De Valera’s ‘moral myopia’

Gerald Morgan (Letters, August 29) makes light of Eamon de Valera’s response to the death of Hitler.

Although begged not to do so by the Department of External Affairs, de Valera insisted on conveying his condolences to the German minister in person.

He was alone in the world in doing so. Every other political leader put principle before protocol.

Though the Washington Post castigated him for “moral myopia”, de Valera was not without support. The British Union of Fascists expressed deep appreciation at the visit and conveyed “its gratitude to the government of Eire for thus honouring the memory of the greatest German in history”.

Dr John Doherty 

Ard Chondai

Cnoc an Stollaire

Women’s talents marginalised

As one who feels that this State has suffered through the marginalisation of the talents of women in its political process since independence, I feel that Niamh Gallagher’s article on what she calls a ‘power shift’ to women due to increased women on the ballot paper at the next election a bit complacent (August 29).

The campaign against women is epitomised by what happened in the past and what is still happening daily when Hillary Clinton put her name forward for the most powerful political post in the world — the presidency of the US.

The patriarchy pulled out all the stops to prevent her from succeeding. It is doing the same now at her second attempt.

Expect a strong campaign here against what will be labelled ‘token’ women candidates in the run-up to our election. It will be very interesting to see how much of a power shift to women there will be.

A Leavy

Sutton,

Dublin 13

Water protestors should wake up

“It happens regularly that someone puts on the coffee machine and pulls up the blinds to find 20 or more people in the garden, desperate for water,” said Frank Koller.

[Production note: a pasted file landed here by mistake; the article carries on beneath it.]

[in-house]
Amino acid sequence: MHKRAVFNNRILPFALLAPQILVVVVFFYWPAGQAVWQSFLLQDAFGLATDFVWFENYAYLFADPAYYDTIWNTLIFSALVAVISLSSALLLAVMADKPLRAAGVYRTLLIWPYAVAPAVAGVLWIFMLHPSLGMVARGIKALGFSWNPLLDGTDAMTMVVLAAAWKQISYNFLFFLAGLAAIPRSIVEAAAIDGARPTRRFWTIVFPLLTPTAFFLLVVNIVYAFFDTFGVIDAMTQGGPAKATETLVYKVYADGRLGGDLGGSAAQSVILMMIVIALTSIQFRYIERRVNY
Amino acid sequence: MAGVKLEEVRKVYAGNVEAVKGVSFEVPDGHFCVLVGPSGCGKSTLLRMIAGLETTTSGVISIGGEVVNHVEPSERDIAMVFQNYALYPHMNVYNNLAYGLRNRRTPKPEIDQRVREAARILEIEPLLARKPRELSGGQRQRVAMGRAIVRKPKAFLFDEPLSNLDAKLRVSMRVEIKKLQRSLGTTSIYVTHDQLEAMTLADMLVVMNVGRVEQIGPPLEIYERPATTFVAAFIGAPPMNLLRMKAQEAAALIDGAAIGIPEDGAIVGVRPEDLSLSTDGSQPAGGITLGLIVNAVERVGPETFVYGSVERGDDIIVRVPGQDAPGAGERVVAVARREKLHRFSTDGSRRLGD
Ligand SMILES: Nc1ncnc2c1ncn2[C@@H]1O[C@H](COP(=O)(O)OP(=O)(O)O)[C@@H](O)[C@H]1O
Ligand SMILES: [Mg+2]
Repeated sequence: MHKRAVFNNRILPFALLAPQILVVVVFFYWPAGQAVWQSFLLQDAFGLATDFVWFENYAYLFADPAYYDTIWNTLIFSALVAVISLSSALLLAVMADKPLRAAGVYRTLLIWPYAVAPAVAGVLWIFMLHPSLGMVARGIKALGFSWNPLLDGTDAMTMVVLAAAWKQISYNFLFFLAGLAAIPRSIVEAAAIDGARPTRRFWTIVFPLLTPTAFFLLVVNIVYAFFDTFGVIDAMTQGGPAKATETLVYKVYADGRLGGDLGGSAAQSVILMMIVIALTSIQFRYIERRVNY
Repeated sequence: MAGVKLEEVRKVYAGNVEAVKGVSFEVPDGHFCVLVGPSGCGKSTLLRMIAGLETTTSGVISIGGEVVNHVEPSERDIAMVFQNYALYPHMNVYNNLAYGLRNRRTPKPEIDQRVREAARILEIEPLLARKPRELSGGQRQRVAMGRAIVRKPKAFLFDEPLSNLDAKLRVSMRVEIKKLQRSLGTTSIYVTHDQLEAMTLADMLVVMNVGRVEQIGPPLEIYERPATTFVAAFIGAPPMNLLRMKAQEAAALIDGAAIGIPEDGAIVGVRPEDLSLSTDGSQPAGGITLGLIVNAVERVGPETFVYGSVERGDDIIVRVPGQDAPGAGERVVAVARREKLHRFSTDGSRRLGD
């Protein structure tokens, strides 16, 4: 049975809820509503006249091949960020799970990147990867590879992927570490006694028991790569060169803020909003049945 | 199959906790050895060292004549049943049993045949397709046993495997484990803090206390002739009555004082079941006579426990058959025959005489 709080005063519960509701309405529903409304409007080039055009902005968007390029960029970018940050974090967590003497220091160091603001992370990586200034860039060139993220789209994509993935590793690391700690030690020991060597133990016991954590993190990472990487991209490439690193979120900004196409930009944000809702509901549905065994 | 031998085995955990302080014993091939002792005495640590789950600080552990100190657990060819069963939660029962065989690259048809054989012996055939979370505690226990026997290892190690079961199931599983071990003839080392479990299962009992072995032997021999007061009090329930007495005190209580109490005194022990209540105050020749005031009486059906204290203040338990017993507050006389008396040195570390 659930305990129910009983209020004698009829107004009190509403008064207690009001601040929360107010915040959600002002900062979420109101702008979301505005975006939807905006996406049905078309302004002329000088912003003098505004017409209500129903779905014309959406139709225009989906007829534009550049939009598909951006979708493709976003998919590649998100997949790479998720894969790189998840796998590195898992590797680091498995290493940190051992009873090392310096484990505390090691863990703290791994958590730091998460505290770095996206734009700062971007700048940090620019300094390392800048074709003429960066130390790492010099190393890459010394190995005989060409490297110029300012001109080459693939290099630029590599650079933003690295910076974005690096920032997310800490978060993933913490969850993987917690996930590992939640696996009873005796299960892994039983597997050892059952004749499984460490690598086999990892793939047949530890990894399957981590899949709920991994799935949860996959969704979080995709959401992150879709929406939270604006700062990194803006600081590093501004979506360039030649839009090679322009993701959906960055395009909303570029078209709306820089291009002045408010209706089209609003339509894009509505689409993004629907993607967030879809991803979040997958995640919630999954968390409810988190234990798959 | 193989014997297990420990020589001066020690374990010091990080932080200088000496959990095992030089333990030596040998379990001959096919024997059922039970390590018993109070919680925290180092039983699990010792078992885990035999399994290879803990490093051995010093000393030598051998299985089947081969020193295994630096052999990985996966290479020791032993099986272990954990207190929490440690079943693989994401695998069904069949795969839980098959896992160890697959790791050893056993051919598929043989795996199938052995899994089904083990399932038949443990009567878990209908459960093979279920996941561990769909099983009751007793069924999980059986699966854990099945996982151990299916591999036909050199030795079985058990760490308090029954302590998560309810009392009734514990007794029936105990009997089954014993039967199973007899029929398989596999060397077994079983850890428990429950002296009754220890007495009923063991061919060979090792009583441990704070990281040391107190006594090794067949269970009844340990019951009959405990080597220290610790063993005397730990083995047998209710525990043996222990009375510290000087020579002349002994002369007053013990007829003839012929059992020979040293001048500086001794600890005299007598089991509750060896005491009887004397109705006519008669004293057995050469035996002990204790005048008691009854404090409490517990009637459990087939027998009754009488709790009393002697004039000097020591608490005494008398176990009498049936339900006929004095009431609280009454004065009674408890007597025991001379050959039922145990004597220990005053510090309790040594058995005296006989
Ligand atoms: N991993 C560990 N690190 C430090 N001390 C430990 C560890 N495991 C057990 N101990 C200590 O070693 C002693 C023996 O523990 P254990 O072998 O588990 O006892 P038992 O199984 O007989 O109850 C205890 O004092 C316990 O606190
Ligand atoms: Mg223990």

Frank Koller is not commenting for The Guardian (August 29) on Irish anti-water charges protestors. He is a regional spokesman for the German federal police in the border town of Passau, which is the most popular entry point into Germany for exhausted and desperate refugees who have made their way via the West Balkan route.

Many are abandoned by smugglers in woods, fields, secluded farms and even on the hard shoulder of the motorway during the night. It is local people in Passau who are waking up to this.

Perhaps our own Irish anti-water charge protestors might also like to wake up, smell the coffee and reflect on this reality elsewhere and that they are lucky to live here at all.

Pamela Iyer 

Monkstown,

Co Dublin

Haka should be banned

The Rugby World Cup is almost upon us again and, once more, New Zealand will be favourites.

As much as I enjoy it, I believe that the All Blacks should not be allowed perform the traditional Haka before each game, as it gives them a psychological advantage.

Okay in the amateur days, but not in the professional era.

David Cleere

Gorey,

Co Wexford

Irish Independent